On the 6th of October 2020, the treasurer Josh Frydenberg, presented the COVID-19 delayed government federal budget for 2020-21. Due to the urgency of this legislation, the budget was immediately passed in its entirety on the 14th of October, 2020.

The Budget highlights were:

  • Personal Tax Rate changes brought forward
  • Business Tax Incentives including:
    • Company Loss Carry Back
    • Instant Asset Write Off Changes
    • Wages Subsidies

This blog focuses on the instant asset write off and taking advantage of its recent changes to improve your online presence. From now on, all eligible businesses will be able to immediately expense the entire value of business plant and equipment, including websites purchased, as a tax deduction. Previously, the immediate write off threshold was capped at $150,000 – now it is unlimited until 30 June 2022.

This means that eligible businesses will no longer have to depreciate large plant and equipment purchases for over several years. The tax benefit will be 100% available in the year of purchase. This is applicable to all businesses with up to $5B turnover, which means that over 99% of businesses in Australia will be eligible.

The assets must be new but can include the cost of an improvement to an existing asset. Importantly, small businesses with aggregated turnover of less than $50 million can also apply this rule to second hand assets. Refer to this link for more information.

As an experienced Accountant, my personal perception regarding businesses going through the Covid 19 period is they can either choose to adapt or to contract. A number of my clients chose to adapt by going digital, which involved improving their digital footprint through upgrading their website, refining their marketing materials and changing their overall strategy towards being online.

florist-checking-business-website

A perfect example of the success of this strategy was a florist client of mine. She had a number of corporate clients which maintained a large percentage of her sales over the last few years. Because of the Covid period, most corporate events were delayed, weddings were postponed and the current corporate clients consequently stopped ordering. With this in mind, the customer turned to social media – Instagram and Facebook. She also updated their website to allow more products to be listed online knowing that her spend would be fully deductible. Through this strategy, the florist was able to replace all corporate sales with personal sales of flowers. Going online not only sustained her business, but also grew the business during the Covid period. Apart from that, she was also able to reduce her tax bill this year so she had a buffer as we move forward into the next year.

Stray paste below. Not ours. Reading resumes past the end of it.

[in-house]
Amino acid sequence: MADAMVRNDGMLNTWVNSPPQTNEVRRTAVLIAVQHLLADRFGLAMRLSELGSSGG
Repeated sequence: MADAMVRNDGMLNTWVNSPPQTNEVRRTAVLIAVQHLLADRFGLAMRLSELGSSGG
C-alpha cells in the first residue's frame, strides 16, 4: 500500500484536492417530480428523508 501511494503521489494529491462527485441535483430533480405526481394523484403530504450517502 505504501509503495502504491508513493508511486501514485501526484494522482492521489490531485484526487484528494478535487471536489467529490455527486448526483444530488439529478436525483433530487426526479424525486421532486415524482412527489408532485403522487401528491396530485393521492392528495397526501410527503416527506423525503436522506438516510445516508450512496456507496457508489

No matter what industry you’re in, investing in your online presence is one of the most rewarding decisions that you could ever make as a business owner. In this digitally-driven world where people would rather look for goods and services through their phones, tablets or laptops, businesses can’t afford to disregard the importance of being visible on the web. Imagine people in your area searching online for the exact products/services that you’re offering. However, if you don’t have a website or social media presence, they could end up finding your competitor instead of you. Without a strong online visibility, you are not only missing the chance to introduce your business to a potential customer. You are also losing a great opportunity for business growth.

With the recent changes on the rules governing instant asset write-off, there’s no better time to pay more attention to having a more powerful presence online.

This article is written by our guest blogger, Stephen Baker, founder of Meritous Accounting and Advisory based in Brisbane, QLD. Stephen is a proficient accountant who prefers the hands-on approach in dealing with clients. His passion is getting to know the people behind the numbers and helping them achieve holistic growth in their business.

Disclaimer: You should always discuss these financial matters with your Accountant as what’s provided is general in nature and may not be relevant to your personal circumstances.